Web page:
9. Visit the beaches
Odessa is a port city on the Black Sea. While the downtown area is located right around the port, head out about 20 – 30 minutes by foot away from the center and you’ll encounter a variety of beaches.
I won’t beat around the bush here- the beaches aren’t stunning.
In summer, they’re packed to the brim with people, plus, knowing that the port isn’t far, I had a hard time believing the water was clean enough for swimming.
Nonetheless, beach life is an important part of Odessa, so you should pay a visit to the beach. You’ll have a plethora of restaurants and bars to choose from. Nightlife is especially active around Arcadia Beach, so it’s a fun place to feel the pulse of the city in the evening.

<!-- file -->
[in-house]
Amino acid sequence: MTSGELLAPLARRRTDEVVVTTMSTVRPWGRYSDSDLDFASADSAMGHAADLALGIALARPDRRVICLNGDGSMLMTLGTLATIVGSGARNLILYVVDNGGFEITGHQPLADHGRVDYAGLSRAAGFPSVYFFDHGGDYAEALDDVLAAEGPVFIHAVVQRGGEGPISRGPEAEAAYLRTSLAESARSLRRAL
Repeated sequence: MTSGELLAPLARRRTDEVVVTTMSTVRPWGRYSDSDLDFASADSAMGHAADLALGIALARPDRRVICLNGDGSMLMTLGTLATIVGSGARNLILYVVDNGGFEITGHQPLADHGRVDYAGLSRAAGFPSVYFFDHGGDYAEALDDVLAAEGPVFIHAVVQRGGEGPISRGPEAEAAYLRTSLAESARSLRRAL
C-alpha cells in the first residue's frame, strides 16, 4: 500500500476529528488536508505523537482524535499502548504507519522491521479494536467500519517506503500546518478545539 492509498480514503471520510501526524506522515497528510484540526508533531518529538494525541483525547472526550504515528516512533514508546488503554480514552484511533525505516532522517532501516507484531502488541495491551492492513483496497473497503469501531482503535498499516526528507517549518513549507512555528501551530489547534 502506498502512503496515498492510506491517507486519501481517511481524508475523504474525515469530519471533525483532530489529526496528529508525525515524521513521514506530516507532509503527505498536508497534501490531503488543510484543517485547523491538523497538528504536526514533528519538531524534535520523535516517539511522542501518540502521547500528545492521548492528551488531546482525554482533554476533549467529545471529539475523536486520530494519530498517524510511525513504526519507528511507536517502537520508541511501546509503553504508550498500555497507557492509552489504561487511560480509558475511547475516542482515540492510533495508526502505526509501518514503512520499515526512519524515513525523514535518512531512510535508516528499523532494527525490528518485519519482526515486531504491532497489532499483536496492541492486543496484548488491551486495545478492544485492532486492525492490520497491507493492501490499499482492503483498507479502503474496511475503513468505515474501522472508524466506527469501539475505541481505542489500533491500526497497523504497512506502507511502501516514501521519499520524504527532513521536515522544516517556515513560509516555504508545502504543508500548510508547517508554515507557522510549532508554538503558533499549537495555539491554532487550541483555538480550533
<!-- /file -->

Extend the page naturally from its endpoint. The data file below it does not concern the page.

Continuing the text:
Travel Tip: If you’re looking for a quieter beach experience, drive to the many beaches past Arcadia, or to the beaches on the opposite side of Odessa.
10. Steve Jobs Monument
If you’re an Apple lover, make sure to pay the Steve Jobs Monument a visit. The monument is tucked back on a side street, off the beaten tourist path. It’s a great opportunity to enjoy the sights of Odessa’s beautiful, and in some cases unkempt, architecture.
The monument was built by university students from a tech school after Steve Jobs passed away. The monument has a simple “Thanks, Steve” written on it.
At first glance, the building behind the monument looks abandoned. However, it is, in fact, university housing for tech students.
Address: Novosel’s’koho St, 74
11. Drunk Cherry
If you’re coming from Lviv, you should already be familiar with the Drunk Cherry. Cherry liquor originated in Lviv, Ukraine, and the chain Drunk Cherry has spread its wings into Odessa.